Mods note: The following 3 messages were cut out of a Google SEO forum thread at: [webmasterworld.com...] .
Way back in 2006, I started noticing brown shopping bag icons on top of the #1 organic position which my site had held for over five years. That was Froogle. What the hell is this I thought? (actually my language was probably a bit stronger!) [webmasterworld.com...]
Fast forward to 2013 and organics in my niche have been pushed down by ad blocks and brands so that at most only ONE organic shows. It's even worse on Yahoo! where no organics show on page 1. The search engines can spin it all they want, but as far as I'm concerned it's just been a land grab. All the SEO in the world doesn't mean squat if nobody can find you. .
[edited by: Robert_Charlton at 6:58 am (utc) on May 14, 2013]
it's just been a land grab. All the SEO in the world doesn't mean squat if nobody can find you.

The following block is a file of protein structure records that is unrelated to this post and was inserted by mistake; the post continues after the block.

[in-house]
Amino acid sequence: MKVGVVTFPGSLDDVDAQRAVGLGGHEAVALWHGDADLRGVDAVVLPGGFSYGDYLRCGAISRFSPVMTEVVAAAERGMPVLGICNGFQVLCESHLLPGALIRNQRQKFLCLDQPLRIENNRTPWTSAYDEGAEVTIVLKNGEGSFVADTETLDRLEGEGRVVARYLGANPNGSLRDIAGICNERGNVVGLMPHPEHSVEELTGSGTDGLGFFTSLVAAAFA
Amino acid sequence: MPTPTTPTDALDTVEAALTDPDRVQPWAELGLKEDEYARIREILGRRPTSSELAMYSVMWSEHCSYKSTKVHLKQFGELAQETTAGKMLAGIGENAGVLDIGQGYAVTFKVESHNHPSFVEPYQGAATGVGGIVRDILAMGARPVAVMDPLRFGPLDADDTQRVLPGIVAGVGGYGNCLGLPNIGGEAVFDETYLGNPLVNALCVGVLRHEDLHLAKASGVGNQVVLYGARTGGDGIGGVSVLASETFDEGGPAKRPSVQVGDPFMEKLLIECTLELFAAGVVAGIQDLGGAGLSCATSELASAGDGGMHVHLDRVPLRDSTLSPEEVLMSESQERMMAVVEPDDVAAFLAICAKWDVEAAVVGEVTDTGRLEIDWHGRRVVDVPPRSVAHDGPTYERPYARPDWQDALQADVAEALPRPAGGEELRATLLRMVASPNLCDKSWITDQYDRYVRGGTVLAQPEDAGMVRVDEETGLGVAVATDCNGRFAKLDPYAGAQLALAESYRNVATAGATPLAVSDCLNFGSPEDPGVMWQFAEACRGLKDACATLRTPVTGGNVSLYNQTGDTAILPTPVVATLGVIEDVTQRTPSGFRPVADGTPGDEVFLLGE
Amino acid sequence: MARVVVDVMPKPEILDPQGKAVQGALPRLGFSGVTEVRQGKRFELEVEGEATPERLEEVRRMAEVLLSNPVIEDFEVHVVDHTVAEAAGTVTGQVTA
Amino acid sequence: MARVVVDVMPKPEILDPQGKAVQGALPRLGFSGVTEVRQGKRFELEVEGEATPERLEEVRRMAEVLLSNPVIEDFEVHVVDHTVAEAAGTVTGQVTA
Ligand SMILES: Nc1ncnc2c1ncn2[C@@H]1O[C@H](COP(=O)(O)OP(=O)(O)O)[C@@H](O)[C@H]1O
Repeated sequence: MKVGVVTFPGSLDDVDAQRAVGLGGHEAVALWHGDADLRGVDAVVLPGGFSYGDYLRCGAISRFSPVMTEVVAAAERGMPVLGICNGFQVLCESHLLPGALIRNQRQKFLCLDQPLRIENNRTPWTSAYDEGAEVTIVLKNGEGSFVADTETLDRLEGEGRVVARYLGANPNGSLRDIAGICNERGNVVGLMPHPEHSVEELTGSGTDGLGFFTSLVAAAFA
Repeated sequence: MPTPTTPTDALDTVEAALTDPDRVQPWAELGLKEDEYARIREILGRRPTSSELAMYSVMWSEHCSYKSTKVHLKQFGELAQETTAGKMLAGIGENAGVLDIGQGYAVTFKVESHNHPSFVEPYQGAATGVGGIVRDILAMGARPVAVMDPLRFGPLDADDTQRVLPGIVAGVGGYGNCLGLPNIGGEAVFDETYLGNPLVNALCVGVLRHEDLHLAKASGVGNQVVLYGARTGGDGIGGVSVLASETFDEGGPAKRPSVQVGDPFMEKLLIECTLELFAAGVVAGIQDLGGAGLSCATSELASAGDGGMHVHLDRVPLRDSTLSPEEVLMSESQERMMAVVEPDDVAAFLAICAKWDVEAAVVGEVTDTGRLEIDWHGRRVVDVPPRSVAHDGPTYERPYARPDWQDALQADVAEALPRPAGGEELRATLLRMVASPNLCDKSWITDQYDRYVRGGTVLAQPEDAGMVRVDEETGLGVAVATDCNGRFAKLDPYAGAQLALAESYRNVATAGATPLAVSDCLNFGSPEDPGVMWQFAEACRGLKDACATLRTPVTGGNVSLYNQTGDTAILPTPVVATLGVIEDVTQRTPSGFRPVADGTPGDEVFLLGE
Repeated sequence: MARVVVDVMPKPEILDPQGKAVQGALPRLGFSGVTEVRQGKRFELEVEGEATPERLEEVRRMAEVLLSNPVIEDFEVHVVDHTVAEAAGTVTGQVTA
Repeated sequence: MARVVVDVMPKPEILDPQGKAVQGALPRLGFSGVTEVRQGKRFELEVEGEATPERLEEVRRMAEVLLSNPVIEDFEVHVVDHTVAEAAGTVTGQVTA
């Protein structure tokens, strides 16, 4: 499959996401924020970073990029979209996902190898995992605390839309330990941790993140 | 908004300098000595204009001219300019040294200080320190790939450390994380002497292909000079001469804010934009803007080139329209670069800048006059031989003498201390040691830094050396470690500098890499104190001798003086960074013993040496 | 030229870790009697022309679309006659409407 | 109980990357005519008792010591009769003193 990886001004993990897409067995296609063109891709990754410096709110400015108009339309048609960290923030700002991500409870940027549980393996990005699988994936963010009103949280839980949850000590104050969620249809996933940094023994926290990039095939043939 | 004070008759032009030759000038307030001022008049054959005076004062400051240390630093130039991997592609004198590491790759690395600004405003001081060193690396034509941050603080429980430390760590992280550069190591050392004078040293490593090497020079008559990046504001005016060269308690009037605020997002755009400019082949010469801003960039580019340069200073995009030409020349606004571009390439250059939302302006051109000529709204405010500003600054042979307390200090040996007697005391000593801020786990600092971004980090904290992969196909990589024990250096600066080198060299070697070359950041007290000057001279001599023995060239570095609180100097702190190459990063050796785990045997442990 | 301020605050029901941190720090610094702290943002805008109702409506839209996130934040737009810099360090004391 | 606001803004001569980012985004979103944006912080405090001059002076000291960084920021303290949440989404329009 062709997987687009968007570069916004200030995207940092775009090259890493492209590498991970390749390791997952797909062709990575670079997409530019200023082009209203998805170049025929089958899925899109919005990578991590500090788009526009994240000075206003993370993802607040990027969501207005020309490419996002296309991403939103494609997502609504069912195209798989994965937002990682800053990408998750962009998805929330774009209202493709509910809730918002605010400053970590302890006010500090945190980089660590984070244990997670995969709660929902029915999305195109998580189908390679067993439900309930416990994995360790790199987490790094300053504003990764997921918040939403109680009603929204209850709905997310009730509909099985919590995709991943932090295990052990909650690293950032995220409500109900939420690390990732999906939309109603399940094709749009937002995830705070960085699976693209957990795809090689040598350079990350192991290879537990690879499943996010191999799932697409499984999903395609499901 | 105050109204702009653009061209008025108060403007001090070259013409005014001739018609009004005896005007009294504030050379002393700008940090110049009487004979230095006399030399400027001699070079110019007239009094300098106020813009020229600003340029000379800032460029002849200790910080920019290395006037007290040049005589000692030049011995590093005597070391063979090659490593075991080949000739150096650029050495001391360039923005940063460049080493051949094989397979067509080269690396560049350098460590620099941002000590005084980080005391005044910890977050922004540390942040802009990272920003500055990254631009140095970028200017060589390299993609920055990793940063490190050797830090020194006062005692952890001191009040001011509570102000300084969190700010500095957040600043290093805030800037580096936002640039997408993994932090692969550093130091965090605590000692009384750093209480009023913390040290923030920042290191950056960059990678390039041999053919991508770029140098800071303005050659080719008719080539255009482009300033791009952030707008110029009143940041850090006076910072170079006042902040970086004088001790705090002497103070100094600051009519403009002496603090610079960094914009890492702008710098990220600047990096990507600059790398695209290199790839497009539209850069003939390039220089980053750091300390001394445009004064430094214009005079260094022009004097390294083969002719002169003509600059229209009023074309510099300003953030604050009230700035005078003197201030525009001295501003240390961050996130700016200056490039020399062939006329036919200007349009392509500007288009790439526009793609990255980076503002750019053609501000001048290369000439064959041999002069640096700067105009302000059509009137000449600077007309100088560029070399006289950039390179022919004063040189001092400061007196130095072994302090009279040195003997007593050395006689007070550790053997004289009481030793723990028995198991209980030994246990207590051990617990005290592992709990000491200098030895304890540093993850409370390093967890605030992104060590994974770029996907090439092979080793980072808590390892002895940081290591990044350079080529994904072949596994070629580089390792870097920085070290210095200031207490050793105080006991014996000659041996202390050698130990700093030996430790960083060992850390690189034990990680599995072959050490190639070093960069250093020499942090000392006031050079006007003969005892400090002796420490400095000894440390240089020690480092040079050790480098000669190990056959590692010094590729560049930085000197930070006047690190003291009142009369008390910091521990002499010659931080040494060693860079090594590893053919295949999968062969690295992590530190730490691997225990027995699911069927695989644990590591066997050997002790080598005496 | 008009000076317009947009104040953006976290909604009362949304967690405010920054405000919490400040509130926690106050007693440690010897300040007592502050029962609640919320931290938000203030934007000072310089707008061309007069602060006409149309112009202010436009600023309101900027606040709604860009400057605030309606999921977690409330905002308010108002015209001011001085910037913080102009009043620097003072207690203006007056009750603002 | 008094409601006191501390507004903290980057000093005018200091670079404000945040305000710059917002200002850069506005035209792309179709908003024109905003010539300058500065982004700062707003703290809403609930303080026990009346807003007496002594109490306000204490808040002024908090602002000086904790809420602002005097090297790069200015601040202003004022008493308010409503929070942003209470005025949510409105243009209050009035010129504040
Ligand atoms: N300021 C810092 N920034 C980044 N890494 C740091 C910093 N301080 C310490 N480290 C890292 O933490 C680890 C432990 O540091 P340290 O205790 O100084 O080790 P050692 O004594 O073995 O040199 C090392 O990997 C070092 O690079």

Interesting terminology in economic terms. The land is free until you put a title on it, and charge people to work it. That's why regulators should be sharper about this virtual real estate called the internet, and how it's being applied in search. Googles doing what is natural to its business intent.
But, I take the point you raise. .
[edited by: Robert_Charlton at 6:27 am (utc) on May 14, 2013]
Just to clarify. As I recall when Google first started showing ads, they got a lot of bad press about it. To counter that, I remember seeing Marissa Mayer on TV reassuring folks that Google made a clear separation between search results and ads - Search was on the left, Ads were on the right.
Then somewhere around 2006 I began seeing the Froogle shopping bag icons. Maybe somebody else knows for sure when it was, but sometime after the Froogle icons went away, then came ads on top and below organics. Then came Shopping, Places, Maps and whatever else Google and Yahoo have decided to replace organics with.
So when I say land grab, I'm really referring to the bait & switch like move Google pulled (and got away with!) regarding their layout and ad placement.